Austin power trio Troller fuse fuzz bass, heavy analog electronics, and cinematic sound design into a simmering eight-song exorcism on their full-length Relapse debut Drain. Led by bassist and singer Amber Star-Goers, the line-up includes synthesist and rhythm programmer Adam Jones (of S U R V I V E), and guitarist and engineer Justin Star-Goers channeling their heaviest and most haunted currents into damaged anthems of wounded grandeur. Conspiring world events were ultimately a blessing as the pandemic forced the group to hunker down and fine-tune their practice space into a full recording studio. The result is multi-dimensional amplifier worship tinged with the stains of witch house, gothic pop and industrial shoegaze. Drain is both the sound of end times, and new beginnings.
It’s indeed an album of firsts: the first Troller LP entirely self-produced and mixed in-house; the first to feature guitar; and the first to fuse writing and recording into a seamless exploratory process. Despite the music’s electronic underpinning, it heaves with the texture and turmoil of live performance, honed across the band’s many years on stage. “Out Back” and “Rat Nest” drift shadowy and liminal, like underworld torch songs, while “Lust In Us” and the title track tilt and teeter in downward purgatories of smeared synth, screwed drum machinery, and fractured guitar. Amber Star-Goers wields her voice like a sacred weapon, alternately cursed, ethereal, erotic, and demonic. Instrumentally, Jones cites an array of techniques to achieve their ceremonial sound – from chromatic scales to shifting keys to the sculpted low end of rap production – but it’s the integration of so many disparate composites that elevates the group to a tier unto themselves.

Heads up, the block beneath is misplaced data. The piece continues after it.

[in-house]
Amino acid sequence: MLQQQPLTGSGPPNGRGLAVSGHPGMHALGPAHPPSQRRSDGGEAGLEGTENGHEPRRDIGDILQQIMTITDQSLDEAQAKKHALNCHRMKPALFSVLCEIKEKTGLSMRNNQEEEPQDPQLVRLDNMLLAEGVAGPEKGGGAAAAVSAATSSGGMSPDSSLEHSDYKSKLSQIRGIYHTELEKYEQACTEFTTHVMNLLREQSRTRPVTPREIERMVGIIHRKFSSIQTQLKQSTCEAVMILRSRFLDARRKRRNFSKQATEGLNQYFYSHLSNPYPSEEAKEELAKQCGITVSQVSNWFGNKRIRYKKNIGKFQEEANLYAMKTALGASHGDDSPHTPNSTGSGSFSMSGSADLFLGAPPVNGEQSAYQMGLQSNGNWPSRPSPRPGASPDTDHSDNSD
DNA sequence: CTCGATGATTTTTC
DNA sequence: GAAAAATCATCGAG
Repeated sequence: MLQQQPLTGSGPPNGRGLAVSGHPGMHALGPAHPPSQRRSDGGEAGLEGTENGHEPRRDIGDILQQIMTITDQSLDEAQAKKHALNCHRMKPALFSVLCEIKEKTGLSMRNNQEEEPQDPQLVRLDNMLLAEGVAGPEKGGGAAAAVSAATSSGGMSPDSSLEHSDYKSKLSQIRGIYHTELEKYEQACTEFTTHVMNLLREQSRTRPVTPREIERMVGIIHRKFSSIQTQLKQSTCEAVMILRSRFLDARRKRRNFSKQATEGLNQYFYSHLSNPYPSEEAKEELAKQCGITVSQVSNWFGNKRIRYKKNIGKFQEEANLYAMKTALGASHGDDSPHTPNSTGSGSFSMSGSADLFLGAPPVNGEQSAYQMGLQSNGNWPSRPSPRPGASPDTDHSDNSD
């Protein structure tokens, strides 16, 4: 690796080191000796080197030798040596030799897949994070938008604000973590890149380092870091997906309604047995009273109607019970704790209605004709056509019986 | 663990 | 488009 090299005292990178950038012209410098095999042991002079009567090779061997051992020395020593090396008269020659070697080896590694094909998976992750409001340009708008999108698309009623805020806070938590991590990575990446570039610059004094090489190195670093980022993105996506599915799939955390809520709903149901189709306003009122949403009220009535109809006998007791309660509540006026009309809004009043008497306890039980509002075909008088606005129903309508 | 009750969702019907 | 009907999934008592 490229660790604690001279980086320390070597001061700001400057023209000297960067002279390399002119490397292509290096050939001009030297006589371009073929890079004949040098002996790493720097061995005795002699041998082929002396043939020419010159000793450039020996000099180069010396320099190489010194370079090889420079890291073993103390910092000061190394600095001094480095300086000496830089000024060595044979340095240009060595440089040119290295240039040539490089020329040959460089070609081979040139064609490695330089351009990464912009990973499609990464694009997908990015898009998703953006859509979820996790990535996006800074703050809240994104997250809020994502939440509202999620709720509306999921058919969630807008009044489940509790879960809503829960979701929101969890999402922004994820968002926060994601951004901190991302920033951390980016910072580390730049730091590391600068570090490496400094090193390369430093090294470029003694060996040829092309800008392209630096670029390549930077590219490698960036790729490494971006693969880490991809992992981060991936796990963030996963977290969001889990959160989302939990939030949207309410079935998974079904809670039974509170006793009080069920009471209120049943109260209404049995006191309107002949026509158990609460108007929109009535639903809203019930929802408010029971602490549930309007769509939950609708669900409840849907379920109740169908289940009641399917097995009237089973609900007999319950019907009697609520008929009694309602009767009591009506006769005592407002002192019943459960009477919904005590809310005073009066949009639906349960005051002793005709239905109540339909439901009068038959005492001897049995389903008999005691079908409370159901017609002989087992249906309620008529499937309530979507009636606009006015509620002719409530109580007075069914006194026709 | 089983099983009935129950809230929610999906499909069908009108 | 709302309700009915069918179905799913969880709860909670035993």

Dirge-pop gem “Lictor” encapsulates Troller’s exorcistic alchemy in five intoxicating minutes. Cracked synthetic bells usher in a low-lidded march of mantric bass, windswept guitar, and apocalyptic melody, both doomed and defiant. Slowly Star-Goers’ soothsayer poetry comes into focus, hanging in the blood-streaked light: “Another faded point of view / becoming one’s true shadow / and behind every morning dew / succumbing to the darkness.”